4 strips slab bacon, diced
½ cup chopped onions
6 ears of corn-on-the-cob
1 can Rotel tomatoes with chilies
1 quart water
4-6 Tbsp. chicken base
1 lb. smoked sausage
4 cups fresh broccoli florets (not frozen!)
2 cups long grain rice
This is one of those recipes you do in sequence (and in only two pots). First, take a 3-1/2 quart sauce pan, put it on the stove over medium heat, drop in the bacon pieces and sauté them until they begin to render out the drippings. Then toss in the diced onions and cook them into the bacon drippings until they soften (they don’t have to brown).
While this is going on, take a sharp knife and cut the kernels of corn off the cob. Be sure you also scrape the cobs with the blade of the knife to get the "corn milk" out of the cob stalks.
Now add the sliced-off kernels and the "milk" to the pot with the bacon and onions and stir everything together will. Then pour in the can of Rotel tomatoes (liquid and all!) and mix everything once more. At this point, cover the pot, turn the fire down to "low," and stew (fricassee means to stew) the corn with the tomatoes for about 30 minutes.
Meanwhile, in a heavy 4 quart Dutch oven, bring the 2 quarts of water to a rolling boil. Then spoon in the chicken base, stir it around until it is completely dissolved and lower the fire to medium.
At this point, cut the sausage into half-inch dice pieces and drop them into the stock. Note—you don’t want them to boil rapidly; just a slow "bubble" will do. After cooking about 30 minutes (with the lid on the pot), the sausage pieces should be very tender. Go ahead and take them out of the water with a strainer spoon and push them down into the stewing corn. Cover the pot again—fire still set at low—and continue to fricassee the kernels.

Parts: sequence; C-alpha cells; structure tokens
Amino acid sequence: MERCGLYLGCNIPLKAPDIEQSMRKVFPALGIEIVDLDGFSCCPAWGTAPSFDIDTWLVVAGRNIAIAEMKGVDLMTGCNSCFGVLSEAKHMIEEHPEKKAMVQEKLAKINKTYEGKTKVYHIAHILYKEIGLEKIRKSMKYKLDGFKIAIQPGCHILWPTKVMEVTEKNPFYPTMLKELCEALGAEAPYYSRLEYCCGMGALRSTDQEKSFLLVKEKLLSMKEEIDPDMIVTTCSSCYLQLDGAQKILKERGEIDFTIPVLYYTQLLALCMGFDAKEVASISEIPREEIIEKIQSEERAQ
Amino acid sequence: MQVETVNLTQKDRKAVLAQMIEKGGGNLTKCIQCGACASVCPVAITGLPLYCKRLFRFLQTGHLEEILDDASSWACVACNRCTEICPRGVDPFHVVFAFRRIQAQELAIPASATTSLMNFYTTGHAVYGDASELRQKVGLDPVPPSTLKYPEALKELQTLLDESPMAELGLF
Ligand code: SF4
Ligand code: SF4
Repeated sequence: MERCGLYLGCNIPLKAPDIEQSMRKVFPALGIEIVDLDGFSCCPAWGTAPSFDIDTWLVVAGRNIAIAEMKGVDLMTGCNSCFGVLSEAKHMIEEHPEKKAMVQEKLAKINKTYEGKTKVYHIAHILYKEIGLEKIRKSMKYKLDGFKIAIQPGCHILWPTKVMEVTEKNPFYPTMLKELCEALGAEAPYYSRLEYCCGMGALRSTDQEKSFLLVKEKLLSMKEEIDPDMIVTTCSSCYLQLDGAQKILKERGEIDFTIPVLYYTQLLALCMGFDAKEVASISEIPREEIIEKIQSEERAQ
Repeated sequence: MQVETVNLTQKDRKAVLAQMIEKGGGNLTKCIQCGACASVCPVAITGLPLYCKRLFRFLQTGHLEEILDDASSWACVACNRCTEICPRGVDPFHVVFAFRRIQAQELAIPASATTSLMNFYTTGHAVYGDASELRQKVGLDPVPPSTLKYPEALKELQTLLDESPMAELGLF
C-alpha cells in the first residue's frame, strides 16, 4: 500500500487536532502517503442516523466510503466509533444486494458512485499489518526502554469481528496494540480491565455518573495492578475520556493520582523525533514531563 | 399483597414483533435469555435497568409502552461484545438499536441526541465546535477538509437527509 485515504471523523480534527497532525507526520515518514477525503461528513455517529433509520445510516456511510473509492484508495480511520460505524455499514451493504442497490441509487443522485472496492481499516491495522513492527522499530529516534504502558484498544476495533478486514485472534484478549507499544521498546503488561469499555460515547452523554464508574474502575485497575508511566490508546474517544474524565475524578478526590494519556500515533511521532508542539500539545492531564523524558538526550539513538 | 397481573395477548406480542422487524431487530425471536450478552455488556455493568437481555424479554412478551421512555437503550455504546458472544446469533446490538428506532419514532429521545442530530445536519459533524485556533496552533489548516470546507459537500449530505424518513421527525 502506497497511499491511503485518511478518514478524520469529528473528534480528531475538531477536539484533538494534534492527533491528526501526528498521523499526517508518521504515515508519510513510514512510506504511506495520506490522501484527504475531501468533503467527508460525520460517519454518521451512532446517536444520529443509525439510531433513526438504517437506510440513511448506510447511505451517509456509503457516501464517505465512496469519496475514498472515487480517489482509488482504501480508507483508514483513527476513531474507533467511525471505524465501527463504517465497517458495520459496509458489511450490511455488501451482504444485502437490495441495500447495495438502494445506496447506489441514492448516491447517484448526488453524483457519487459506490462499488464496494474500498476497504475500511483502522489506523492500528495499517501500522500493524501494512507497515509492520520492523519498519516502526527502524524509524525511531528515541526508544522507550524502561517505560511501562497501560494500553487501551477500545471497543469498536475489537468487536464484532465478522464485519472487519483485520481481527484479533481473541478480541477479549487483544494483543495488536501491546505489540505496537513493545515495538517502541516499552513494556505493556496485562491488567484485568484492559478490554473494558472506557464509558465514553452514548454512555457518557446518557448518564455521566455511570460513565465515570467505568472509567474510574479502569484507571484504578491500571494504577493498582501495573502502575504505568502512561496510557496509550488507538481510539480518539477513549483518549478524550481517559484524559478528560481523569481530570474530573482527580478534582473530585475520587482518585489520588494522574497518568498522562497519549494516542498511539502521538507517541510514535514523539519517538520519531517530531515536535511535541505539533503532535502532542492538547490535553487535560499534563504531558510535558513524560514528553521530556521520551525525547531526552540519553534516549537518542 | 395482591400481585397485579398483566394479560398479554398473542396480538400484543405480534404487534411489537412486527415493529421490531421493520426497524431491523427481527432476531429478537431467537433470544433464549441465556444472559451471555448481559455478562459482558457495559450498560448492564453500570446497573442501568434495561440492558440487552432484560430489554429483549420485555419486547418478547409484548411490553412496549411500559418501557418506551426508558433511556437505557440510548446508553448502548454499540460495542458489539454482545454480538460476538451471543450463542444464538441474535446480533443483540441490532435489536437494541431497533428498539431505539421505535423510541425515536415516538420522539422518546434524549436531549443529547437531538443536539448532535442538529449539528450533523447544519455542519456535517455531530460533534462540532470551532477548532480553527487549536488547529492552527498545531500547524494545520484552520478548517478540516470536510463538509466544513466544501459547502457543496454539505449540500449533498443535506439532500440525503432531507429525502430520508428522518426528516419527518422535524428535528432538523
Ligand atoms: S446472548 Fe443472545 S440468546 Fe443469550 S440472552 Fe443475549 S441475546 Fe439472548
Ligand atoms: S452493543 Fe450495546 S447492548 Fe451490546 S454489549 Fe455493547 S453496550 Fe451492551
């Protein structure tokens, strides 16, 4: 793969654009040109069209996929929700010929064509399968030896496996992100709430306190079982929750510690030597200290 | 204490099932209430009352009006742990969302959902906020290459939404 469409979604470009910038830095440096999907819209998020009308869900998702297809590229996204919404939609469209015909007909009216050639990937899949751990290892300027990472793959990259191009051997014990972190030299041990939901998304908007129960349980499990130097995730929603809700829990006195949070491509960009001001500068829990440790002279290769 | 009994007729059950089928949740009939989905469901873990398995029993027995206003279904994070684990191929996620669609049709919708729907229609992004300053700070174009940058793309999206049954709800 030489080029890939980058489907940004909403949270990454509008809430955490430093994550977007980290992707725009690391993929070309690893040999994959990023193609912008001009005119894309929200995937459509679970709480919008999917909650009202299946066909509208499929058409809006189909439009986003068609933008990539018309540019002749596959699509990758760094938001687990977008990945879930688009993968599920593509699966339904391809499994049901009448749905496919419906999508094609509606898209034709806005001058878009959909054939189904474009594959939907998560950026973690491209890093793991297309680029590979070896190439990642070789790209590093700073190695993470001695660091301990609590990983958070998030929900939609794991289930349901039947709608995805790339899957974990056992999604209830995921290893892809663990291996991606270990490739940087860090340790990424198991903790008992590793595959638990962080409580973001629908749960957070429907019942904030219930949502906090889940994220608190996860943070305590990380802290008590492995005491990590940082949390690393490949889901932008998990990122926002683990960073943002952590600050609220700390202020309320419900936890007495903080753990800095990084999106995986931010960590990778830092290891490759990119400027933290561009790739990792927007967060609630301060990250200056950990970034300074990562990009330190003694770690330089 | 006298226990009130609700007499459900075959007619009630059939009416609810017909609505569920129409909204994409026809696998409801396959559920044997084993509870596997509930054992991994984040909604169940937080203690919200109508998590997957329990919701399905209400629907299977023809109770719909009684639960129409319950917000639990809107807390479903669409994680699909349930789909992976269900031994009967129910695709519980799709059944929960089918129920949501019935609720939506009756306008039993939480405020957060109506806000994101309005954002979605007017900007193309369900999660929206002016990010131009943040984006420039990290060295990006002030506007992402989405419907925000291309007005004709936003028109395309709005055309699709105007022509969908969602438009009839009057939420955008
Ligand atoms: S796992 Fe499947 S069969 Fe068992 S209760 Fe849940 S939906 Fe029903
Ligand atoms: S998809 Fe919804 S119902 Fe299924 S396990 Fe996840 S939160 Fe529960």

Next bring the water you used to cook the sausage back to a rolling boil. Then gently drop the broccoli florets into the pot. Now immediately turn off the fire, cover the pot and poach the florets for about 4 minutes (or until they are just tender—you still want them a little crunchy when they come out of the pot: the residual heat will finish cooking them to perfection.)
When the broccoli is done, take a slotted spoon, remove the florets from the stock and place them into a 10x14 Pyrex baking dish. Cover the dish tightly with plastic wrap and set it aside momentarily.
Finally, in a fine-mesh colander, wash the rice to remove all the excess starch. Then, bring the same stock you used to boil the sausage and poach the broccoli back to a rolling boil and thoroughly stir in the rice.
Now, here’s the trick. Before the water comes back to a boil, you’re going to have to pour off all but about an inch covering the rice. Let me put it another way—if you can take your index finger, put it into the pot, touch the rice with the tip of your finger, and have the water level come up to the first joint of your finger…It’s perfect!
All you do is cover the pot tightly, reduce the fire to very low, and cook the rice until it absorbs all the water—which should take about 12 to 14 minutes. Actually, the rice is really absorbing the flavored stock, all the richness from the sausage, and the essence of the broccoli. I do suggest, however, that about every 4 minutes or so, you uncover the pot, take a fork, fluff up the rice, and make sure it isn’t sticking to the bottom of the pot.
Then when you’re ready to eat, dish up the hot rice, ladle over the top of it a big helping of the corn and sausage fricassee, and serve it alongside the flavored broccoli. As they say in back-a-town New Orleans, dem’s some mighty fine groceries, y’all!
1. Depending upon the kind of chicken base you use, it may take more or less base dissolved in the water to give you the correct flavoring for the stock. Ideally, you want it flavored to the point of saying to yourself, "Yep—that would make a great chicken soup!"
2. For added intensity, you might want to substitute a flavored rice (like basmati or jasmine) for the long grain variety. It gives the dish a whole new dimension. And if you’re on a sugar-watcher regimen you can also use brown rice.
3. By the way, because of the intense flavoring of the stock, none of these dishes needs any additional salt or pepper.